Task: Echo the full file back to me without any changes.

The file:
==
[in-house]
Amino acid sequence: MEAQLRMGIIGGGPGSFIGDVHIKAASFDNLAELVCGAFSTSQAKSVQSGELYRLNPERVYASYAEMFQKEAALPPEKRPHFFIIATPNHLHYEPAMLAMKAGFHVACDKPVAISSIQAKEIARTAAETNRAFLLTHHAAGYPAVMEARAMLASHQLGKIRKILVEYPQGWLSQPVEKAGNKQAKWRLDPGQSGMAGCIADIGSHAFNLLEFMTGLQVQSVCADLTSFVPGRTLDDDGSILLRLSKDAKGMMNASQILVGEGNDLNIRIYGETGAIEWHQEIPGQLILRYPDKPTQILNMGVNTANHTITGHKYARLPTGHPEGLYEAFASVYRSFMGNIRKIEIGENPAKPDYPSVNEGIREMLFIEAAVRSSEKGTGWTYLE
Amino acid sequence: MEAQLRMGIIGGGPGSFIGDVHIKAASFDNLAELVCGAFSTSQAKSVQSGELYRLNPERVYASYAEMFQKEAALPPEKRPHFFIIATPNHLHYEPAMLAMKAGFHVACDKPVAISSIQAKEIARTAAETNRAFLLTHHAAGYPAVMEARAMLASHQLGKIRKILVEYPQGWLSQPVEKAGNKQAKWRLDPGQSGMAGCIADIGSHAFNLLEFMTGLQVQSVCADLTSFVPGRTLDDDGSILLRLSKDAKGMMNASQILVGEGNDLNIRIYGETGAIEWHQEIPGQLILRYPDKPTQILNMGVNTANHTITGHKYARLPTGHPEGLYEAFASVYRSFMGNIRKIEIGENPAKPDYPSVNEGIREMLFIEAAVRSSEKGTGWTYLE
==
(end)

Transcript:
[in-house]
Amino acid sequence: MEAQLRMGIIGGGPGSFIGDVHIKAASFDNLAELVCGAFSTSQAKSVQSGELYRLNPERVYASYAEMFQKEAALPPEKRPHFFIIATPNHLHYEPAMLAMKAGFHVACDKPVAISSIQAKEIARTAAETNRAFLLTHHAAGYPAVMEARAMLASHQLGKIRKILVEYPQGWLSQPVEKAGNKQAKWRLDPGQSGMAGCIADIGSHAFNLLEFMTGLQVQSVCADLTSFVPGRTLDDDGSILLRLSKDAKGMMNASQILVGEGNDLNIRIYGETGAIEWHQEIPGQLILRYPDKPTQILNMGVNTANHTITGHKYARLPTGHPEGLYEAFASVYRSFMGNIRKIEIGENPAKPDYPSVNEGIREMLFIEAAVRSSEKGTGWTYLE
Amino acid sequence: MEAQLRMGIIGGGPGSFIGDVHIKAASFDNLAELVCGAFSTSQAKSVQSGELYRLNPERVYASYAEMFQKEAALPPEKRPHFFIIATPNHLHYEPAMLAMKAGFHVACDKPVAISSIQAKEIARTAAETNRAFLLTHHAAGYPAVMEARAMLASHQLGKIRKILVEYPQGWLSQPVEKAGNKQAKWRLDPGQSGMAGCIADIGSHAFNLLEFMTGLQVQSVCADLTSFVPGRTLDDDGSILLRLSKDAKGMMNASQILVGEGNDLNIRIYGETGAIEWHQEIPGQLILRYPDKPTQILNMGVNTANHTITGHKYARLPTGHPEGLYEAFASVYRSFMGNIRKIEIGENPAKPDYPSVNEGIREMLFIEAAVRSSEKGTGWTYLE